2nd May 2011 by Marion Crawshaw, Port Moresby | 1 Comment
Like my colleagues across the world, I commemorated ANZAC Day last week. The dawn service takes place at Bomana War Cemetery on the outskirts of the city at the Port Moresby end of the Kokoda Track, where Australian soldiers held the Japanese at bay for months and prevented the taking of Port Moresby.
The Port Moresby branch of the RSL organises the service but, as in other places, New Zealand and Australia share key roles on a “turn about” basis. This year I gave the address, which focused on the bonds of comradeship between Australia and New Zealand, forged in battle long ago but just as strongly evident today.
The ceremony takes place on a rise overlooking the graves of thousands of young men. We face, as the graves do, the hills beyond and the track they fought over so bravely in such terrible circumstances. The “dawn chorus” of bird song was a perfect backdrop to the dawn service.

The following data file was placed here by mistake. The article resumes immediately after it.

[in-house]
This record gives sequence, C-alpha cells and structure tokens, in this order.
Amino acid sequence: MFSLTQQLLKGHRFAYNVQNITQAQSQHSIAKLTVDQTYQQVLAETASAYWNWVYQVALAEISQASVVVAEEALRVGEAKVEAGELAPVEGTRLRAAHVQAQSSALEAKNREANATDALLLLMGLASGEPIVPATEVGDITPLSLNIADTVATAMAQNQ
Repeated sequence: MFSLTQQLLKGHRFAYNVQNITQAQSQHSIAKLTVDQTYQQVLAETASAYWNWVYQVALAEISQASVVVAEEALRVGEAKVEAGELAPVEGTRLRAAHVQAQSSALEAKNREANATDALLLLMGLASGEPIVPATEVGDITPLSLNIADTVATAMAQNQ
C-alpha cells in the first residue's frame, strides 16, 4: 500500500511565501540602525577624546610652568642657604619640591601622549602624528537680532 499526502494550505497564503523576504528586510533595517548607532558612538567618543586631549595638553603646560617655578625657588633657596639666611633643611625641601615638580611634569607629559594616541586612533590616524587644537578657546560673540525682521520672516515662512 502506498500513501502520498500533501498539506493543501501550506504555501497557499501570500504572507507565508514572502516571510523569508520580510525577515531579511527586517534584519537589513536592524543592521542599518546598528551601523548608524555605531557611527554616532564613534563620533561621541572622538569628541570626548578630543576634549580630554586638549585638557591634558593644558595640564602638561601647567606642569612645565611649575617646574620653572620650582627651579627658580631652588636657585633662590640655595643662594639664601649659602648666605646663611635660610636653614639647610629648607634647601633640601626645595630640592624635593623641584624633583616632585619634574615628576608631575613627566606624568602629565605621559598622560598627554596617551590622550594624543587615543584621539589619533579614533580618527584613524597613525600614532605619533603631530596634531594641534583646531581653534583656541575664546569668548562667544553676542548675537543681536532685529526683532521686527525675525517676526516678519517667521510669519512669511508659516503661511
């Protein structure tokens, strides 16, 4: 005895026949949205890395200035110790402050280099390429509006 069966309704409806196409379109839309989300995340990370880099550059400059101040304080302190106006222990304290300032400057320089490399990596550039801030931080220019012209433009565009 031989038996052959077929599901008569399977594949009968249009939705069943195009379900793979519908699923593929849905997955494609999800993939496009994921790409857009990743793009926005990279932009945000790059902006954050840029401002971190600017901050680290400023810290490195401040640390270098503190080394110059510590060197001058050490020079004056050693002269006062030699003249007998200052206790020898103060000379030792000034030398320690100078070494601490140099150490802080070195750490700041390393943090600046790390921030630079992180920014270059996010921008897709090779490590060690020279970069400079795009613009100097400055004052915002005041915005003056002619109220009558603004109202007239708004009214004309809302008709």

Bomana is the single largest cemetery of Australian war dead. There are also six New Zealanders buried there and, with the help of local Kiwis Gary and Jill Haora, we found them and left poppies on their graves.
I felt privileged to represent New Zealand and give the ANZAC Day address in this setting, which has such an important place in the history of the Pacific War.